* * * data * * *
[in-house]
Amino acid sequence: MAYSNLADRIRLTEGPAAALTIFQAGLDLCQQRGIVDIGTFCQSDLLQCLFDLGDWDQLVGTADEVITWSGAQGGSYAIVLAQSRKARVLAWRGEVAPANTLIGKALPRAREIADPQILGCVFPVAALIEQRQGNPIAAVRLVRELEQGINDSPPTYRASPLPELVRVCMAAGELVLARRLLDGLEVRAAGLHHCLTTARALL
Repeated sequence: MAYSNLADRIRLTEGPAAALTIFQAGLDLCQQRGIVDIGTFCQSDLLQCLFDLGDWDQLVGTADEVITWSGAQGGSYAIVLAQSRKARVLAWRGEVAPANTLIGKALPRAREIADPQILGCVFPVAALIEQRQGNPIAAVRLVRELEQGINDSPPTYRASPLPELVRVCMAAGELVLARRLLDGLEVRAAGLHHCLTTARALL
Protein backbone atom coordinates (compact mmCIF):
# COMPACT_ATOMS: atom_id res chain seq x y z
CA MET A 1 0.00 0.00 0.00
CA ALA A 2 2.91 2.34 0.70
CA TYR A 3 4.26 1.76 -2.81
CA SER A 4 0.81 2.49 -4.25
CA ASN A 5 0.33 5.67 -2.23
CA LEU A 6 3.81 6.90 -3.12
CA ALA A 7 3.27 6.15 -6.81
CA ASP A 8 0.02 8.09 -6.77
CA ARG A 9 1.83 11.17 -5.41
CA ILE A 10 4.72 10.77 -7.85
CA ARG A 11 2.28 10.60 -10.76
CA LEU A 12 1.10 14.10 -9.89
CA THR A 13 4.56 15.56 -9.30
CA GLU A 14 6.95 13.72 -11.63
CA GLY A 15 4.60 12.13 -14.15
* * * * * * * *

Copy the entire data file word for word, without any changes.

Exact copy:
[in-house]
Amino acid sequence: MAYSNLADRIRLTEGPAAALTIFQAGLDLCQQRGIVDIGTFCQSDLLQCLFDLGDWDQLVGTADEVITWSGAQGGSYAIVLAQSRKARVLAWRGEVAPANTLIGKALPRAREIADPQILGCVFPVAALIEQRQGNPIAAVRLVRELEQGINDSPPTYRASPLPELVRVCMAAGELVLARRLLDGLEVRAAGLHHCLTTARALL
Repeated sequence: MAYSNLADRIRLTEGPAAALTIFQAGLDLCQQRGIVDIGTFCQSDLLQCLFDLGDWDQLVGTADEVITWSGAQGGSYAIVLAQSRKARVLAWRGEVAPANTLIGKALPRAREIADPQILGCVFPVAALIEQRQGNPIAAVRLVRELEQGINDSPPTYRASPLPELVRVCMAAGELVLARRLLDGLEVRAAGLHHCLTTARALL
Protein backbone atom coordinates (compact mmCIF):
# COMPACT_ATOMS: atom_id res chain seq x y z
CA MET A 1 0.00 0.00 0.00
CA ALA A 2 2.91 2.34 0.70
CA TYR A 3 4.26 1.76 -2.81
CA SER A 4 0.81 2.49 -4.25
CA ASN A 5 0.33 5.67 -2.23
CA LEU A 6 3.81 6.90 -3.12
CA ALA A 7 3.27 6.15 -6.81
CA ASP A 8 0.02 8.09 -6.77
CA ARG A 9 1.83 11.17 -5.41
CA ILE A 10 4.72 10.77 -7.85
CA ARG A 11 2.28 10.60 -10.76
CA LEU A 12 1.10 14.10 -9.89
CA THR A 13 4.56 15.56 -9.30
CA GLU A 14 6.95 13.72 -11.63
CA GLY A 15 4.60 12.13 -14.15